Express Kenya #ticker:XPRS chief executive Hector Diniz’s planned buyout of the company could leave him with Sh772 million in paper profit, the latest estimates of the firm’s worth shows —pointing to the excess and hidden value in its land and buildings.
Mr Diniz, who owns a 61.64 per cent stake in the Nairobi Securities Exchange-listed company, has offered to buy the remaining 38.36 per cent equity at a price of Sh5.5 per share or a total of Sh74.7 million.
It has emerged that the offer did not factor in the current market value of the company’s 15.7 acres in Nairobi’s Industrial Area on which it plans to build 248 apartments following the collapse of its logistics business.
A 2014 valuation of the property seen by the Business Daily placed the property’s market value at Sh1.2 billion, and land valuers said it could be worth much more given the rate at which the cost of land has been appreciating in recent years.
Express Kenya had total liabilities of Sh427.1 million as of December 2017, indicating that a paper profit of Sh772 million will accrue to Mr Diniz if the buyout is successful and he is left with the land. Most of the liabilities are loans from entities controlled by or associated with Mr Diniz.
The firm’s latest published accounts place the value of the land and other fixed assets at a paltry Sh262.9 million, which its chairman Chris Obura insists is the true reflection of their worth.
“Whatever value is there is the current value,” Dr Obura said, adding that the value of the land has been going down partly due to depreciation. Dr Obura’s position, taken alongside the reported value, means the land’s worth has fallen by more than 80 per cent in three years at a time when prime industrial and residential property prices have been rising fast.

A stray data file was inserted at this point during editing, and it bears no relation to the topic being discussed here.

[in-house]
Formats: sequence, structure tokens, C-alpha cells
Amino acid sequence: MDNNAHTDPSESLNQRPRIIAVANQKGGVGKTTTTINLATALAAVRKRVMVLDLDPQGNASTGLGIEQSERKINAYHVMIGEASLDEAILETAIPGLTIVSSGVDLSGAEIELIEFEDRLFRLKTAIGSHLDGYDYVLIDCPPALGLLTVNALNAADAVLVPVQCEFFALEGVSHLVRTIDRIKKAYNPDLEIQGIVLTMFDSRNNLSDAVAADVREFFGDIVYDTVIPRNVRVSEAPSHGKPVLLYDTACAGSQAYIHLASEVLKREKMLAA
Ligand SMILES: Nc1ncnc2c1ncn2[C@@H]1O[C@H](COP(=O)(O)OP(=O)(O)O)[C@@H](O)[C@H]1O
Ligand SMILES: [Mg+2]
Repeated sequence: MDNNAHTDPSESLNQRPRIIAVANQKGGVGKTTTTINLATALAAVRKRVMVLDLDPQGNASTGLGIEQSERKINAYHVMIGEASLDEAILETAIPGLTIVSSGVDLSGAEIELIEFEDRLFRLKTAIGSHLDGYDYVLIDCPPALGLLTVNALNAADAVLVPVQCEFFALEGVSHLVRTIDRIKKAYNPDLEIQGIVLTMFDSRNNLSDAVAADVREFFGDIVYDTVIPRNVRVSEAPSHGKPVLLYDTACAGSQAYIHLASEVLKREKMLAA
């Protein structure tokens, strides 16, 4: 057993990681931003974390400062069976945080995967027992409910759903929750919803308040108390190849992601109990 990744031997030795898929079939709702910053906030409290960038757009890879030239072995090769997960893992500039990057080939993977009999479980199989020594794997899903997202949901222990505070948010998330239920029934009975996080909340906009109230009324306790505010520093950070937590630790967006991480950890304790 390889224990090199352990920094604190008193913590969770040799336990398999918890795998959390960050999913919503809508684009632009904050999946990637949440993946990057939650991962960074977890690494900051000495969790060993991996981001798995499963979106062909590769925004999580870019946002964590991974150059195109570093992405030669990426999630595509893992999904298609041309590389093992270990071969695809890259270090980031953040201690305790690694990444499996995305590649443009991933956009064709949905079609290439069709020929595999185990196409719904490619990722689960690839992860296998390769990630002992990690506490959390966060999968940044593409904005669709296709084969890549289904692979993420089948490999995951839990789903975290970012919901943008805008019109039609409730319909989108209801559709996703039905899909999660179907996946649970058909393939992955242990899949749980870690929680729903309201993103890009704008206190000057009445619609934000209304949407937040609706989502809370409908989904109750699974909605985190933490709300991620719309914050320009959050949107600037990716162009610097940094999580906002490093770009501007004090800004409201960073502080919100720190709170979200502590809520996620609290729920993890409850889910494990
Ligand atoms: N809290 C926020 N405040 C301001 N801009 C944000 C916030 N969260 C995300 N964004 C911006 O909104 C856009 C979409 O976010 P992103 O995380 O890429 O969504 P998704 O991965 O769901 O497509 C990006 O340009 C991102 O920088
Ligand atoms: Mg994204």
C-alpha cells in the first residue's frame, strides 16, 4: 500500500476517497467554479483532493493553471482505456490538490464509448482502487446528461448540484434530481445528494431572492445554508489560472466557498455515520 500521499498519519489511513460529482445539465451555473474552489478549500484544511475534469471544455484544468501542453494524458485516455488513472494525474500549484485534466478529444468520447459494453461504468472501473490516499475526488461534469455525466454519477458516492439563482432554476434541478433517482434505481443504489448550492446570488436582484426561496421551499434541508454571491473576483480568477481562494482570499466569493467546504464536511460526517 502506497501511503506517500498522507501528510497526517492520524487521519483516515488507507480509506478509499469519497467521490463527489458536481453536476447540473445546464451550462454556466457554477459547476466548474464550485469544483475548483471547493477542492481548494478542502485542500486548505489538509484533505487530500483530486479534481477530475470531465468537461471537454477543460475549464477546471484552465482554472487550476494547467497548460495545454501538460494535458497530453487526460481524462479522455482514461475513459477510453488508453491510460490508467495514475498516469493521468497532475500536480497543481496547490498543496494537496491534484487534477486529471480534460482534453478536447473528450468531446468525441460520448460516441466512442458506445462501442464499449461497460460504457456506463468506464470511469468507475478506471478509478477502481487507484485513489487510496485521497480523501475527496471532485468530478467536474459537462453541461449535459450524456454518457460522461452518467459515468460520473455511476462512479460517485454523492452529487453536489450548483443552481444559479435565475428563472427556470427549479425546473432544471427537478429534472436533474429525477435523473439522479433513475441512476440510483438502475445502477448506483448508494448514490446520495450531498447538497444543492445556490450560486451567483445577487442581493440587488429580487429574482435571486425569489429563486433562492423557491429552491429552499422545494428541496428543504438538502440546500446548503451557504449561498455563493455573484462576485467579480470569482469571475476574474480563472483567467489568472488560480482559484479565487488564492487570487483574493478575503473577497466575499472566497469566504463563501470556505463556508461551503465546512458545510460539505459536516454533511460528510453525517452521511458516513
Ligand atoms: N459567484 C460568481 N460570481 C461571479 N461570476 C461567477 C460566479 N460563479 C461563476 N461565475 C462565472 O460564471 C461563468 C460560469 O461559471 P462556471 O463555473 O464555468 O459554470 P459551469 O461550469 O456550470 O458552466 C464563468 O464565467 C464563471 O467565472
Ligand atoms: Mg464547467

Faida Investment Bank, the independent financial adviser hired by Express Kenya board to guide the buyout, also found the company to be worth more than what Mr Diniz has offered.
The investment bank said Express Kenya has a value per share of between Sh14.51 and Sh16.15 —more than double Mr Diniz’s offer of Sh5.5 — based on what the company’s assets would fetch on liquidation.
Faida nevertheless endorsed the CEO’s buyout price, saying it takes into account his choice of maintaining the company’s operations and the attendant losses he will absorb in the medium term as he seeks to turn the operation around.
“On an asset liquidation valuation basis, the fair value of the business should range between Sh14.51 and Sh16.15,” Faida said in its report.
“However, based on the information provided to us, Diniz Holdings does not intend to liquidate the company and will continue to carry out the current business of Express Kenya. If this is the case, then the price of Sh5.5 per share is fair and reasonable.”
That is the same argument Faida used in endorsing Seaboard’s offer of Sh40 to shareholders of Unga Group #ticker:UNGA, arguing that the multinational need not pay the higher liquidation value of Sh67.19 since it will continue running the business.
The abandonment of asset values in buyouts, if it becomes pervasive, will tilt the scales in favour of acquirers who will seek to pay some premium on depressed share prices.
Mr Diniz acquired his Express Kenya stake in 2003 when he bought out South Africa’s Viamax Pty Limited and Switzerland’s Kuehne & Nagel International AG. The executive says he will invest nearly Sh500 million in the company in the short term, including retiring loans owed to his other companies.
“The proposed acquisition of the offer shares by Diniz Holdings will allow Diniz Holdings the time and space to restructure the business and bring it back to profitability without burdening the minority investors,” Diniz said in the offer document.
“The restructuring will include paying off approximately Sh350 million worth of loans, claims and creditors of Express Kenya. The acquisition will also cost Diniz Holdings an additional Sh140 million to ensure the transaction is fully and seamlessly effected.”
Express Kenya’s outstanding liabilities include Mr Diniz’s pay of Sh30.2 million and a loan of Sh74.1 million from Diniz Holdings. The company says its real estate development has stalled after failure to get bank financing.